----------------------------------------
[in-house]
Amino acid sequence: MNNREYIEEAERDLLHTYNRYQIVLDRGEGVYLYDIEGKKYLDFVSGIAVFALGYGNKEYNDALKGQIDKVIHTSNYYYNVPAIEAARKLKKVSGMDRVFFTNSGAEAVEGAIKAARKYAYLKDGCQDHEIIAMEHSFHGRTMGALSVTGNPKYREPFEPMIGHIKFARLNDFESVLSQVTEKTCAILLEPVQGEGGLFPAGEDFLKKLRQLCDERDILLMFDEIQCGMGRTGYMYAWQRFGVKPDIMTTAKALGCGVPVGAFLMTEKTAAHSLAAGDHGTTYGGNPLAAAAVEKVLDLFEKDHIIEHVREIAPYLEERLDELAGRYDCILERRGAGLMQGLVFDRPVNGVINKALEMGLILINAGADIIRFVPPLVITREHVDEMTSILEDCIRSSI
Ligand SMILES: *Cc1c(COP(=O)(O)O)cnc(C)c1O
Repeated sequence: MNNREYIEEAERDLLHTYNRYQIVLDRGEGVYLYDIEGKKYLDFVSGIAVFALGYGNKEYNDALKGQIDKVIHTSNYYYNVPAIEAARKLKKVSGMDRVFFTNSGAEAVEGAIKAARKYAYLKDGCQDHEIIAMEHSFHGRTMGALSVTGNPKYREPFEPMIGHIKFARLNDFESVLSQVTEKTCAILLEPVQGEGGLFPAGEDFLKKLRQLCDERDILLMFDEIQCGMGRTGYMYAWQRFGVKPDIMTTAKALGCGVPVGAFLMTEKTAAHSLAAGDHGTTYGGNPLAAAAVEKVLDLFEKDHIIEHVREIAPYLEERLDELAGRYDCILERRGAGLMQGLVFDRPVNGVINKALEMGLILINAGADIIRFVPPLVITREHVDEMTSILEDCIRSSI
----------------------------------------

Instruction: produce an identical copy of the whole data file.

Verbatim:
[in-house]
Amino acid sequence: MNNREYIEEAERDLLHTYNRYQIVLDRGEGVYLYDIEGKKYLDFVSGIAVFALGYGNKEYNDALKGQIDKVIHTSNYYYNVPAIEAARKLKKVSGMDRVFFTNSGAEAVEGAIKAARKYAYLKDGCQDHEIIAMEHSFHGRTMGALSVTGNPKYREPFEPMIGHIKFARLNDFESVLSQVTEKTCAILLEPVQGEGGLFPAGEDFLKKLRQLCDERDILLMFDEIQCGMGRTGYMYAWQRFGVKPDIMTTAKALGCGVPVGAFLMTEKTAAHSLAAGDHGTTYGGNPLAAAAVEKVLDLFEKDHIIEHVREIAPYLEERLDELAGRYDCILERRGAGLMQGLVFDRPVNGVINKALEMGLILINAGADIIRFVPPLVITREHVDEMTSILEDCIRSSI
Ligand SMILES: *Cc1c(COP(=O)(O)O)cnc(C)c1O
Repeated sequence: MNNREYIEEAERDLLHTYNRYQIVLDRGEGVYLYDIEGKKYLDFVSGIAVFALGYGNKEYNDALKGQIDKVIHTSNYYYNVPAIEAARKLKKVSGMDRVFFTNSGAEAVEGAIKAARKYAYLKDGCQDHEIIAMEHSFHGRTMGALSVTGNPKYREPFEPMIGHIKFARLNDFESVLSQVTEKTCAILLEPVQGEGGLFPAGEDFLKKLRQLCDERDILLMFDEIQCGMGRTGYMYAWQRFGVKPDIMTTAKALGCGVPVGAFLMTEKTAAHSLAAGDHGTTYGGNPLAAAAVEKVLDLFEKDHIIEHVREIAPYLEERLDELAGRYDCILERRGAGLMQGLVFDRPVNGVINKALEMGLILINAGADIIRFVPPLVITREHVDEMTSILEDCIRSSI